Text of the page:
Here’s how he reaches out to us. When the Constitutional Convention was at a total impasse, when none of the delegates would budge on their irreconcilable differences over how to be a nation, or if to be a nation at all, Franklin tried two last-ditch ploys to save the day. The first didn’t work; but the second did.

     First: he made the startling, wise suggestion that they pray: “With this convention groping as it were in the dark to find political truth, how has it happened that we have not hitherto once thought of humbly applying to the Father of lights to illuminate our understandings? If a sparrow cannot fall to the ground without his notice, is it probably that an empire can rise without his aid?” Although many prize the piety of the Founding Fathers so highly, the fact is that idea was quickly shelved. Some offered testy rationales of why they should not have such prayer, and then others pointed out they had no budget to pay a chaplain – as if they could not pray themselves?

    But second: the esteemed Franklin, older by 15 years than the next oldest delegate, his age double the average age of all the others, rose to make an impassioned speech to the congress bent on going home the next day with no consent to the proposed constitution: “I cannot help expressing a wish that every member of the convention who may still have objections would, with me, on this occasion, doubt a little of his own infallibility, and, to make manifest our unanimity, put his name to this instrument.”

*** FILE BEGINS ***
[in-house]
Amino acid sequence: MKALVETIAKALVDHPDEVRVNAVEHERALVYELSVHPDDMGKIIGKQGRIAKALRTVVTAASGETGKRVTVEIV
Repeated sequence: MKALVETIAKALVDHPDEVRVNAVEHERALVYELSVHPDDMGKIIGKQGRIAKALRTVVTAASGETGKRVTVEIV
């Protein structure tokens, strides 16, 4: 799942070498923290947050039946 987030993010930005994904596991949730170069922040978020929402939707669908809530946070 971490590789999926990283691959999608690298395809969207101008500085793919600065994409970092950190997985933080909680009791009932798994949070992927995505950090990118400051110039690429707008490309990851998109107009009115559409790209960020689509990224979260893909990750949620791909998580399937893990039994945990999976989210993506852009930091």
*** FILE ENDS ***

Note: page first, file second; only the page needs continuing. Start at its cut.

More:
Why should others doubt their own infallibility? “I confess that I do not entirely approve this Constitution. But having lived long, I have experienced many instances of being obliged, by better information or fuller consideration, to change opinions even on important subject, which I once thought right, but found to be otherwise. It is therefore that, the older I grow, the more apt I am to doubt my own judgment and pay more respect to the judgment of others. Most men think themselves in possession of all truth, and that wherever others differ from them, it is so far error.” Then, with his usual wry humor, he told of “a certain French lady who, in a little dispute with her sister, said: ‘I don’t know how it happens, sister, but I meet with nobody but myself that is always in the right.’”

     This humility, jocular and yet wise, could conceive of voting for something flawed – which, of course, all human institutions and arrangements, including our church, are. Interestingly, they were at loggerheads over whether you could have a large body (like a nation), yet with smaller, empowered decision-making entities (like states) within that larger body.